Culled from an archive of 40,000 Kodachrome slides taken by Roger Steffens—a musicologist, actor, and film narrator—this exhibit is an account of one person’s time serving in Vietnam, traveling around the world, and living an unconventional lifestyle. The Family Acid emerged as a collective formed by Steffen’s son, daughter, and wife, who have archived, digitized, and curated exhibitions of his work. Buzz about Steffen’s work began when his children started scanning and posting images to The Family Acid Instagram account in 2013 and has since grown to include a successful book about the work from an important voice in counterculture documentary photography of the 1960s and ’70s. © The Family Acid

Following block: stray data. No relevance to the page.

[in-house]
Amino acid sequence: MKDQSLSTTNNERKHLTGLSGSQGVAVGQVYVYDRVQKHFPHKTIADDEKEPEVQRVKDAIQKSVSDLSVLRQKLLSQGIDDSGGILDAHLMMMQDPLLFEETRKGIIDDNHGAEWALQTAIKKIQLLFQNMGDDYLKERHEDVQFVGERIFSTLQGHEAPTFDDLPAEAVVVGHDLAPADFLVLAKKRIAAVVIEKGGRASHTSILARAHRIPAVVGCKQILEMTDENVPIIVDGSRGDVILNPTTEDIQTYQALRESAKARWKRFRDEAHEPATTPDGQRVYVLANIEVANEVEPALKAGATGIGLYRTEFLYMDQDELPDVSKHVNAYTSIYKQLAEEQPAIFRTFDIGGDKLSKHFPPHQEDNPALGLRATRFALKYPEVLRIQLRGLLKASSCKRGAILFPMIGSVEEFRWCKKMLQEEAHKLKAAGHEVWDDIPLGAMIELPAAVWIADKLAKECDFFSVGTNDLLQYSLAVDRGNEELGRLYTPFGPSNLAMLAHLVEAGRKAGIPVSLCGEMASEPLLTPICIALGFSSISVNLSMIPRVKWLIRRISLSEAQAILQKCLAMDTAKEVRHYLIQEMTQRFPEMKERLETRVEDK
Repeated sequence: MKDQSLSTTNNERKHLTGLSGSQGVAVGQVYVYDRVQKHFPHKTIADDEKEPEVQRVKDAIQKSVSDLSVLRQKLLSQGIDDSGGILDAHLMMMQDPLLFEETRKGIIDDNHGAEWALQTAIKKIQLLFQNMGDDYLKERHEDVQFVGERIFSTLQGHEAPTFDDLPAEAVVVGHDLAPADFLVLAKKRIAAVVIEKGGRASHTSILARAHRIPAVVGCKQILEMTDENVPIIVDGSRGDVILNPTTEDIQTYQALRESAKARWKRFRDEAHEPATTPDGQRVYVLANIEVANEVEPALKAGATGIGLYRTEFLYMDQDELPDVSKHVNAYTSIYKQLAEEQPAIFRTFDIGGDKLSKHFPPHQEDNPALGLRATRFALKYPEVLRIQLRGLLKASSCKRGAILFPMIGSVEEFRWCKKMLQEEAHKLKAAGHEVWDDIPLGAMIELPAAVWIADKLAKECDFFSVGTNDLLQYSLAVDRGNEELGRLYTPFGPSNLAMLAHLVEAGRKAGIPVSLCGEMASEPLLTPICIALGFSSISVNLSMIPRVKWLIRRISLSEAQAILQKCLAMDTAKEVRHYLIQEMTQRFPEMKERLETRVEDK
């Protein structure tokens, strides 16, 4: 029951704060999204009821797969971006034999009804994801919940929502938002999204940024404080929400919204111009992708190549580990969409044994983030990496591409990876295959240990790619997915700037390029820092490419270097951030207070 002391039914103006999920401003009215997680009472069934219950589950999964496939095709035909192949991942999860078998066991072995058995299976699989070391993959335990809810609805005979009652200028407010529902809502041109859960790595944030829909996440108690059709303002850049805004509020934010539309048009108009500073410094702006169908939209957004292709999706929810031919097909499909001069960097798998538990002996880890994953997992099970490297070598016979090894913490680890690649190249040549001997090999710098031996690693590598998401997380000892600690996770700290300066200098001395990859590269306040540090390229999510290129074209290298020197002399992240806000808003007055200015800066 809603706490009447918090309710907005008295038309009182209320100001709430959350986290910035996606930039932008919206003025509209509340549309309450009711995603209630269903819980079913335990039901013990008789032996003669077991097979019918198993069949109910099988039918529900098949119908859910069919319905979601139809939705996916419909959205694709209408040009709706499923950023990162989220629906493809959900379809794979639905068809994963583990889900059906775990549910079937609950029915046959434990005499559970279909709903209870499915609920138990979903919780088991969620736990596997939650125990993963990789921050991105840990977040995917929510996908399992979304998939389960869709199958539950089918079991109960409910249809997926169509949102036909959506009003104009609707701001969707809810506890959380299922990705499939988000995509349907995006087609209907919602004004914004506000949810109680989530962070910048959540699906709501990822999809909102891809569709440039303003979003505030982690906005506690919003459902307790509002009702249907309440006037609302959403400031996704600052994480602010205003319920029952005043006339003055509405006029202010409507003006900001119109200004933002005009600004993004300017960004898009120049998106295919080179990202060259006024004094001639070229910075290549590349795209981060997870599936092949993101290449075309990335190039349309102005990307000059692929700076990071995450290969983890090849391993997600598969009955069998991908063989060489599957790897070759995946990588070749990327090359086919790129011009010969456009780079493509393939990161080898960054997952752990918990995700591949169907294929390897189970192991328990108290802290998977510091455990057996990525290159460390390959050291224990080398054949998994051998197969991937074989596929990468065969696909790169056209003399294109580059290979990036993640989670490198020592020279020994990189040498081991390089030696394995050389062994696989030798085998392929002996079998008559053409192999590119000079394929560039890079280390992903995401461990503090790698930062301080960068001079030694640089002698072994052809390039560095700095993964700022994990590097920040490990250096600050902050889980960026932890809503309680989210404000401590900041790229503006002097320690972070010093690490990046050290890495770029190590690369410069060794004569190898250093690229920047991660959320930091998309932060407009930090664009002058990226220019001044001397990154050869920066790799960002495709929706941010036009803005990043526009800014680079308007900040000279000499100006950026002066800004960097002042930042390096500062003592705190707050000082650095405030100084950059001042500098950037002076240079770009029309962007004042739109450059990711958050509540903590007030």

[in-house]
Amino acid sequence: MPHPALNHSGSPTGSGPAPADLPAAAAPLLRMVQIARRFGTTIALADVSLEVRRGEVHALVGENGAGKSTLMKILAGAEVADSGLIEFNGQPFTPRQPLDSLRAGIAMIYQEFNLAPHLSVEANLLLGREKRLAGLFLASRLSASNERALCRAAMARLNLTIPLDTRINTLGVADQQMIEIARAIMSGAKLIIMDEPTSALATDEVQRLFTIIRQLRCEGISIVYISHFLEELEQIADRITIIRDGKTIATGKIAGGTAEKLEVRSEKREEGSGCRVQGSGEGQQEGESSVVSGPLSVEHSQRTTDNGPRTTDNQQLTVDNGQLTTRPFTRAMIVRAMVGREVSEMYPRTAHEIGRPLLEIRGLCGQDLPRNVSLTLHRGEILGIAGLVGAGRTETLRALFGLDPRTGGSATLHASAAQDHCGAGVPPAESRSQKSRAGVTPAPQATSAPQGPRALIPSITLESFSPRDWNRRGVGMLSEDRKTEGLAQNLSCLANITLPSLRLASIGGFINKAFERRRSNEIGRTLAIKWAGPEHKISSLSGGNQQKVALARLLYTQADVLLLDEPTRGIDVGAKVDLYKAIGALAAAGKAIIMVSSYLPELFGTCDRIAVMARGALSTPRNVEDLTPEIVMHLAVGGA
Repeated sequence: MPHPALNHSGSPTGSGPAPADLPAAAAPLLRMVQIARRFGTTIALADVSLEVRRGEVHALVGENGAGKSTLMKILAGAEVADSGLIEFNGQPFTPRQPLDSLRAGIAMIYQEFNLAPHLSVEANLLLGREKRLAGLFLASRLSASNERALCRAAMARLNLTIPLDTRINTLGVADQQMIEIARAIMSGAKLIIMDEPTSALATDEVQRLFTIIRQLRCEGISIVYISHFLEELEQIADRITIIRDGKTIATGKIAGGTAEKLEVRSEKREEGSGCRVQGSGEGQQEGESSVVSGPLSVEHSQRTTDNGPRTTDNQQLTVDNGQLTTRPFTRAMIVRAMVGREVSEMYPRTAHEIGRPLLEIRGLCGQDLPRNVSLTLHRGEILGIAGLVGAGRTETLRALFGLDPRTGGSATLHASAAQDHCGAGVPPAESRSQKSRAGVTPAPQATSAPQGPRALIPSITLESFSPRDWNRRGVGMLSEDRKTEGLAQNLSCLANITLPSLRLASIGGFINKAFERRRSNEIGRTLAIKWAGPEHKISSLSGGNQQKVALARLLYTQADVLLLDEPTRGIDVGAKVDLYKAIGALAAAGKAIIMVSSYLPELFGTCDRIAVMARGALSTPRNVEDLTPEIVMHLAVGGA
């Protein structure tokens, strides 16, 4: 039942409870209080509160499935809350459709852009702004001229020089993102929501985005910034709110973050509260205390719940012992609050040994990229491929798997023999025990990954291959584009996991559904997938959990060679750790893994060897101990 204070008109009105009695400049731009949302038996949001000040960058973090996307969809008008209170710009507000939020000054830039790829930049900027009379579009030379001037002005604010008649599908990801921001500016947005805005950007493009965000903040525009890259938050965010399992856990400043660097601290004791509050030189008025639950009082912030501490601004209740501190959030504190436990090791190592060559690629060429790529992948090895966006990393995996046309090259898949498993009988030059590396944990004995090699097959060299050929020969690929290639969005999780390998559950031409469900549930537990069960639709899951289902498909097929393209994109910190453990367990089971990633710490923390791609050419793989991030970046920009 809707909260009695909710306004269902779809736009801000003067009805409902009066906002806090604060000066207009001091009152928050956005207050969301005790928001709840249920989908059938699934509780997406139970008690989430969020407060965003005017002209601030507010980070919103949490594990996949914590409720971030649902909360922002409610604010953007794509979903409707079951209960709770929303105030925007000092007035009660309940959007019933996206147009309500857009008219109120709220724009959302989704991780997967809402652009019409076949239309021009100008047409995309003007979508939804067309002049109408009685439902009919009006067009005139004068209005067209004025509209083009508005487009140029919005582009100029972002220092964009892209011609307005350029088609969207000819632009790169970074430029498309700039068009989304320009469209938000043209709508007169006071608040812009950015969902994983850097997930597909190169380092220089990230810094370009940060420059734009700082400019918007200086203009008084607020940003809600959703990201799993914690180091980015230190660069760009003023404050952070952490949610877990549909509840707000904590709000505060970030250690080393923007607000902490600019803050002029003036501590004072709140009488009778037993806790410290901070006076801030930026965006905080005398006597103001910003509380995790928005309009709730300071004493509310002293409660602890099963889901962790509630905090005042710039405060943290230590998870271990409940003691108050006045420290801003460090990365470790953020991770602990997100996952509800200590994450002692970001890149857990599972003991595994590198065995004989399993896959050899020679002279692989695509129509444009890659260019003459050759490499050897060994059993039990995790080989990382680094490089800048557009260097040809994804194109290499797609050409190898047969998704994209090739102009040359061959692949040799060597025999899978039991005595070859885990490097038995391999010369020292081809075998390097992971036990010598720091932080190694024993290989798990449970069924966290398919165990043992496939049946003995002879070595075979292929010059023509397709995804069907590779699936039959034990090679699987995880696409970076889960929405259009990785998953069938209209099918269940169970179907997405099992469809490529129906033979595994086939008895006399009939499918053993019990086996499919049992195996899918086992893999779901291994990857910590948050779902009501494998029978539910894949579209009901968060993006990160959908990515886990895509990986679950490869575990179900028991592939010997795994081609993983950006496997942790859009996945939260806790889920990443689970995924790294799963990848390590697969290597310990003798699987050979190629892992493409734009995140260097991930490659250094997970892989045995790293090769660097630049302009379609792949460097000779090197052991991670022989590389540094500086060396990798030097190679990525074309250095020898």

Summer exhibitions usually mark a time when galleries and museums take a vacation from heavy-hitters, and instead take risks on emerging artists in group exhibitions based on (often) whimsical themes. But this year, the summer exhibition lineup is just as hot as the weather. It’s a season ripe with powerful one-person exhibits and exciting group shows that are equally intellectually challenging and visually stimulating.
Nan Goldin: The Ballad of Sexual Dependency | Museum of Modern Art, New York, NY | Through February 12, 2017
Nan and Brian in Bed, New York City, 1983
Have you ever really seen Nan Goldin’s iconic The Ballad of Sexual Dependency? We don’t mean the book; we’re talking about the 42-minute multimedia presentation composed of 690 slides and a soundtrack from her documentation of life around Boston, New York and Berlin in the 1970s and ’80s. In this special exhibition at MoMA, one can take a trip down memory lane, revisiting the trials and triumphs of the human condition—of love, sex, drugs, the AIDS epidemic and all tomorrow’s parties—through the slideshow complete with a soundtrack made in 1986, photographic prints and an original mock-up of the Aperture book. “This is the diary I let people read,” Goldin wrote of the series.